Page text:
Author: Julia Denos; Illustrator: E. B. Goodale
Published: October 17, 2017 by Candlewick
Goodreads Summary: Walking his dog at dusk, one boy catches glimpses of the lives around him in this lovely ode to autumn evenings, exploring your neighborhood, and coming home.
Before your city goes to sleep, you might head out for a walk, your dog at your side as you go out the door and into the almost-night. Anything can happen on such a walk: you might pass a cat, or a friend, or even an early raccoon. And as you go down your street and around the corner, the windows around you light up one by one until you are walking through a maze of paper lanterns, each one granting you a brief, glowing snapshot of your neighbors as families come together and folks settle in for the night. With a setting that feels both specific and universal and a story full of homages to The Snowy Day, Julia Denos and E. B. Goodale have created a singular book — at once about the idea of home and the magic of curiosity, but also about how a sense of safety and belonging is something to which every child is entitled.
My Review: This quiet book captured my heart. My husband used to live in Somerville, and this text beautifully captures the beauty of the city—and the beauty of many cities. I love the way that the author and illustrator reveal that peaking into windows allows us to view a slice of someone else’s world. We don’t see their entire world, but we see the sliver that they allow us to see. This book reminds us to pause and look around us. I am saving this book to give to my son for his birthday because I know he will love it. It’s a book that any person of any age will appreciate.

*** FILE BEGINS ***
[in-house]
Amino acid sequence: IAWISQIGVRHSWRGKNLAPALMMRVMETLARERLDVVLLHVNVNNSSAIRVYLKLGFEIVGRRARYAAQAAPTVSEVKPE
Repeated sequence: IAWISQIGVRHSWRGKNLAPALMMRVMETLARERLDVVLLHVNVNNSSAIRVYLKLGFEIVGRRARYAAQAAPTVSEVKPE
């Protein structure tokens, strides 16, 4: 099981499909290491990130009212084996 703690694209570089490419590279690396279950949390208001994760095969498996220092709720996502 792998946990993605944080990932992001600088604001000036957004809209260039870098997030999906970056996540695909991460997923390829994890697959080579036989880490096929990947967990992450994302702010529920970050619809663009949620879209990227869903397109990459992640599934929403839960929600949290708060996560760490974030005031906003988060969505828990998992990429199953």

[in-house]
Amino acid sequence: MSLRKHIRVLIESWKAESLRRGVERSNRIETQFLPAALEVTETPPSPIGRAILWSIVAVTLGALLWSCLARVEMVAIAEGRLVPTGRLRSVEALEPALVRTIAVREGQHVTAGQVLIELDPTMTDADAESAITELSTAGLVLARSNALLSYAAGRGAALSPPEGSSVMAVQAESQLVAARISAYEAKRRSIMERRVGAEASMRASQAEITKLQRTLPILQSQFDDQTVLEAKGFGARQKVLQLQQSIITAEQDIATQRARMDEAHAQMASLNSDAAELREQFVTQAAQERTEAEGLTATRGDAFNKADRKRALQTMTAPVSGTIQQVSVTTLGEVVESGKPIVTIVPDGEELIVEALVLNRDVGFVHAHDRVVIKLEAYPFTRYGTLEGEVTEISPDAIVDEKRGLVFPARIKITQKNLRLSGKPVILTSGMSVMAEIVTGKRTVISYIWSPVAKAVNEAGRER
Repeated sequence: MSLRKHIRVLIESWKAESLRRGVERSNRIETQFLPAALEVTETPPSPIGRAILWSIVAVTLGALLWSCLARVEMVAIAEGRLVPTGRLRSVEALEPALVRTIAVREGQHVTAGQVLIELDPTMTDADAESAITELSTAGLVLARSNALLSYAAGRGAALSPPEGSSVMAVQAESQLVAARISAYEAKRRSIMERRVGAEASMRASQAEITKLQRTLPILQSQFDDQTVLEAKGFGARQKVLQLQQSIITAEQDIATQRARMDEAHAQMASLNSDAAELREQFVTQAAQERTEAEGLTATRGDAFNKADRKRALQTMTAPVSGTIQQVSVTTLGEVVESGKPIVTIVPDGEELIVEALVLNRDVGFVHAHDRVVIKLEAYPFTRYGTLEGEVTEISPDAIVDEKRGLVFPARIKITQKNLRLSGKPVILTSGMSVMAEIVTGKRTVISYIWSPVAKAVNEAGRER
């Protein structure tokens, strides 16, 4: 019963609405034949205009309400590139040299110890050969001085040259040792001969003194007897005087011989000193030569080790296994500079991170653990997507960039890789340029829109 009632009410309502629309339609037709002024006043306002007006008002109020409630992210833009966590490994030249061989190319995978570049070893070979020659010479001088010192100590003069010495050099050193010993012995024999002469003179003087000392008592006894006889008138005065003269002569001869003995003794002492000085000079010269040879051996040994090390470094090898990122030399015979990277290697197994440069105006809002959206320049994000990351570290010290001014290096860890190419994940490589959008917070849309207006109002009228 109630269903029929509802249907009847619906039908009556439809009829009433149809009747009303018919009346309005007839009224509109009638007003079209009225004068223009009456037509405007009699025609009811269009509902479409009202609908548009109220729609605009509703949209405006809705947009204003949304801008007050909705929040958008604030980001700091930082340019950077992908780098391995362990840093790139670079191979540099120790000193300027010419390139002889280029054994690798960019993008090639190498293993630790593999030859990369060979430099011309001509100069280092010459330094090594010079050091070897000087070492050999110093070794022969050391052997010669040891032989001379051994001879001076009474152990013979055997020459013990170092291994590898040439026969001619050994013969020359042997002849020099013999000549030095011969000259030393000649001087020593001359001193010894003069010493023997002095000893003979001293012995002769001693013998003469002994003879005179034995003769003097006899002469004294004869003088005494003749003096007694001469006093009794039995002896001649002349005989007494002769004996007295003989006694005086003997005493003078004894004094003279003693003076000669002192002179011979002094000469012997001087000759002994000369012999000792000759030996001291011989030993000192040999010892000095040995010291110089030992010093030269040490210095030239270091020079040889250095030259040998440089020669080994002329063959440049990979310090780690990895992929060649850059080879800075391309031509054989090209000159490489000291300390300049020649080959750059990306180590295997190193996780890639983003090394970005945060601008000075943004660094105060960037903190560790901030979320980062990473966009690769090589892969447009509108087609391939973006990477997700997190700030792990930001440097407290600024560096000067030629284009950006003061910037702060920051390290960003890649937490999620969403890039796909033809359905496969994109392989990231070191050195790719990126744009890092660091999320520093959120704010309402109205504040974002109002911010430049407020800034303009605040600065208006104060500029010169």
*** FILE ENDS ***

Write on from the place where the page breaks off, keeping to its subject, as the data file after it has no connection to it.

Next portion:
Teachers’ Tools for Navigation: Teachers might start by asking students to draw a window and the people inside of it. Then, students could move to writing about that family. Perhaps, the window reflects the beauty of those individuals’ world, or perhaps, it doesn’t show the truth. I love the possibilities that this book allows for teachers.
Discussion Questions: What would a window to your house look like? How might each room appear a bit different?; What do we see through the windows of others? What might we miss?
Read This If You Loved: Last Stop on Market Street by Matt de la Peña; Each Kindness by Jacqueline Woodson, A Bus Called Heaven by Bob Graham, Harlem by Walter Dean Myers
**Thank you to Candlewick for providing a copy for review!**